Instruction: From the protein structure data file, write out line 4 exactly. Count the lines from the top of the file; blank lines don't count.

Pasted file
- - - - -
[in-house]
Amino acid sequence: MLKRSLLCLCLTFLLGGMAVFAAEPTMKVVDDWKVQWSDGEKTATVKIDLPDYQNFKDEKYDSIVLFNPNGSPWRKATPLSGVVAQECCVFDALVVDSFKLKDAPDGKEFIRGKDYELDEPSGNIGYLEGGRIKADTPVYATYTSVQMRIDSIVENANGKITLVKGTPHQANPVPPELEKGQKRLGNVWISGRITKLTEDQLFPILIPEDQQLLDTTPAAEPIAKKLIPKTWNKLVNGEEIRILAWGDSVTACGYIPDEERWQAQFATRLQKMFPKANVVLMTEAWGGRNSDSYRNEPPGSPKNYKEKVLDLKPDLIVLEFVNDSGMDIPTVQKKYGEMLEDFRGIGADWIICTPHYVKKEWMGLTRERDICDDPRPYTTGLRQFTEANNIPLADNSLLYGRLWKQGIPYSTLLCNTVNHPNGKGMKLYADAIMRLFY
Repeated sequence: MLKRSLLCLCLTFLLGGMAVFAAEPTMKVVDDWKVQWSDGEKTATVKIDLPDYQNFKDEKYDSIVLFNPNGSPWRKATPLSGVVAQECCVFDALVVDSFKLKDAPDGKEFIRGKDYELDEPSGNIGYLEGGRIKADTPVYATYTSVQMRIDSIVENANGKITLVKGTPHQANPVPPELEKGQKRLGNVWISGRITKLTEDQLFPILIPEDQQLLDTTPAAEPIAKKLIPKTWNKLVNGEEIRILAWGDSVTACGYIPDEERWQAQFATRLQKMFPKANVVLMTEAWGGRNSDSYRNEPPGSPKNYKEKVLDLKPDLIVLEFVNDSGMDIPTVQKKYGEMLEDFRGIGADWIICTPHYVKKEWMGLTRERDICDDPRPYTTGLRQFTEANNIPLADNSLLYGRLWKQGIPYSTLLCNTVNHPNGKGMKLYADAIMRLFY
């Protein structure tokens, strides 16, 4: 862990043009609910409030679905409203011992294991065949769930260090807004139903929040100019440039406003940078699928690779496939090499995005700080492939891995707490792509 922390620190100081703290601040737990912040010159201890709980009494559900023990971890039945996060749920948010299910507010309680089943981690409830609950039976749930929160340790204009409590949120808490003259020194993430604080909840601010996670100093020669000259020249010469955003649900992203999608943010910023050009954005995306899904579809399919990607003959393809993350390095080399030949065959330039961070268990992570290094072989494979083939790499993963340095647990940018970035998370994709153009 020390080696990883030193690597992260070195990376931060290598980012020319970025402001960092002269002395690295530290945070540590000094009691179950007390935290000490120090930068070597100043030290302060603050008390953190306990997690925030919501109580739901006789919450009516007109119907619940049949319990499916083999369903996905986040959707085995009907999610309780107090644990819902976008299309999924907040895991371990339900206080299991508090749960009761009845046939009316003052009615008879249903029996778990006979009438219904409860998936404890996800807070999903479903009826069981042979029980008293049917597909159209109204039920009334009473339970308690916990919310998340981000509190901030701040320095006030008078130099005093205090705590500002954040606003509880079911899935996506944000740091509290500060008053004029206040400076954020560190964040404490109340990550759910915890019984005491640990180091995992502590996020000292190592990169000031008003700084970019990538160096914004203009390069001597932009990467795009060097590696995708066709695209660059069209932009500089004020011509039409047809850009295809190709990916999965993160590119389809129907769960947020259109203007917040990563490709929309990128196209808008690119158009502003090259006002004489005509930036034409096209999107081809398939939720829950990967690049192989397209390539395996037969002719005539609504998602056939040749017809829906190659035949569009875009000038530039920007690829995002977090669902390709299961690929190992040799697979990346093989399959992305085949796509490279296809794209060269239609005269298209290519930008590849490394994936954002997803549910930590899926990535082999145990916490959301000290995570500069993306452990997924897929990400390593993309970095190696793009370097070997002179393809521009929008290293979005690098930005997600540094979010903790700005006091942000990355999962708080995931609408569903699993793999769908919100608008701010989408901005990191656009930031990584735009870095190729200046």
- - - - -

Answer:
């Protein structure tokens, strides 16, 4: 862990043009609910409030679905409203011992294991065949769930260090807004139903929040100019440039406003940078699928690779496939090499995005700080492939891995707490792509 922390620190100081703290601040737990912040010159201890709980009494559900023990971890039945996060749920948010299910507010309680089943981690409830609950039976749930929160340790204009409590949120808490003259020194993430604080909840601010996670100093020669000259020249010469955003649900992203999608943010910023050009954005995306899904579809399919990607003959393809993350390095080399030949065959330039961070268990992570290094072989494979083939790499993963340095647990940018970035998370994709153009 020390080696990883030193690597992260070195990376931060290598980012020319970025402001960092002269002395690295530290945070540590000094009691179950007390935290000490120090930068070597100043030290302060603050008390953190306990997690925030919501109580739901006789919450009516007109119907619940049949319990499916083999369903996905986040959707085995009907999610309780107090644990819902976008299309999924907040895991371990339900206080299991508090749960009761009845046939009316003052009615008879249903029996778990006979009438219904409860998936404890996800807070999903479903009826069981042979029980008293049917597909159209109204039920009334009473339970308690916990919310998340981000509190901030701040320095006030008078130099005093205090705590500002954040606003509880079911899935996506944000740091509290500060008053004029206040400076954020560190964040404490109340990550759910915890019984005491640990180091995992502590996020000292190592990169000031008003700084970019990538160096914004203009390069001597932009990467795009060097590696995708066709695209660059069209932009500089004020011509039409047809850009295809190709990916999965993160590119389809129907769960947020259109203007917040990563490709929309990128196209808008690119158009502003090259006002004489005509930036034409096209999107081809398939939720829950990967690049192989397209390539395996037969002719005539609504998602056939040749017809829906190659035949569009875009000038530039920007690829995002977090669902390709299961690929190992040799697979990346093989399959992305085949796509490279296809794209060269239609005269298209290519930008590849490394994936954002997803549910930590899926990535082999145990916490959301000290995570500069993306452990997924897929990400390593993309970095190696793009370097070997002179393809521009929008290293979005690098930005997600540094979010903790700005006091942000990355999962708080995931609408569903699993793999769908919100608008701010989408901005990191656009930031990584735009870095190729200046």